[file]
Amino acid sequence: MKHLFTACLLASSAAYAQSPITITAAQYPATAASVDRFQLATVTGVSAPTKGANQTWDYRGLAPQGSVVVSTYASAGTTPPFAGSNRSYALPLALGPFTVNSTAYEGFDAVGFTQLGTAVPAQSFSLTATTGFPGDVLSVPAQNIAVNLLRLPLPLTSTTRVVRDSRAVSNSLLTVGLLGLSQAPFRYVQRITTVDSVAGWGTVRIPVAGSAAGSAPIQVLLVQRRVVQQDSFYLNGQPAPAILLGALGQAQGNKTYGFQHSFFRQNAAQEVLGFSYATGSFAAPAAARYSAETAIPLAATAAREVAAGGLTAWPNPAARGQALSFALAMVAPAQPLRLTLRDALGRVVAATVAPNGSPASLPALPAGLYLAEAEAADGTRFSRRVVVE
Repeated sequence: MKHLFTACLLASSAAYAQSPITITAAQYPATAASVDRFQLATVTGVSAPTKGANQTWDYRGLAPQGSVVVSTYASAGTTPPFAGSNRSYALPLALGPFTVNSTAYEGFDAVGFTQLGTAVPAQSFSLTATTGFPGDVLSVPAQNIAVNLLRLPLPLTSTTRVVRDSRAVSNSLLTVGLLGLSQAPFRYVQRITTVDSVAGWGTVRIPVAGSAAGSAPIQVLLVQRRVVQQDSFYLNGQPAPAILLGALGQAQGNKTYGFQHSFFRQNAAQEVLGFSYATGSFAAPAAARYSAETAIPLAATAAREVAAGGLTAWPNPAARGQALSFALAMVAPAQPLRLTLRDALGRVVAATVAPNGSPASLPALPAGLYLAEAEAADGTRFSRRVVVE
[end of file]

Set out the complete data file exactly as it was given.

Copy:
Amino acid sequence: MKHLFTACLLASSAAYAQSPITITAAQYPATAASVDRFQLATVTGVSAPTKGANQTWDYRGLAPQGSVVVSTYASAGTTPPFAGSNRSYALPLALGPFTVNSTAYEGFDAVGFTQLGTAVPAQSFSLTATTGFPGDVLSVPAQNIAVNLLRLPLPLTSTTRVVRDSRAVSNSLLTVGLLGLSQAPFRYVQRITTVDSVAGWGTVRIPVAGSAAGSAPIQVLLVQRRVVQQDSFYLNGQPAPAILLGALGQAQGNKTYGFQHSFFRQNAAQEVLGFSYATGSFAAPAAARYSAETAIPLAATAAREVAAGGLTAWPNPAARGQALSFALAMVAPAQPLRLTLRDALGRVVAATVAPNGSPASLPALPAGLYLAEAEAADGTRFSRRVVVE
Repeated sequence: MKHLFTACLLASSAAYAQSPITITAAQYPATAASVDRFQLATVTGVSAPTKGANQTWDYRGLAPQGSVVVSTYASAGTTPPFAGSNRSYALPLALGPFTVNSTAYEGFDAVGFTQLGTAVPAQSFSLTATTGFPGDVLSVPAQNIAVNLLRLPLPLTSTTRVVRDSRAVSNSLLTVGLLGLSQAPFRYVQRITTVDSVAGWGTVRIPVAGSAAGSAPIQVLLVQRRVVQQDSFYLNGQPAPAILLGALGQAQGNKTYGFQHSFFRQNAAQEVLGFSYATGSFAAPAAARYSAETAIPLAATAAREVAAGGLTAWPNPAARGQALSFALAMVAPAQPLRLTLRDALGRVVAATVAPNGSPASLPALPAGLYLAEAEAADGTRFSRRVVVE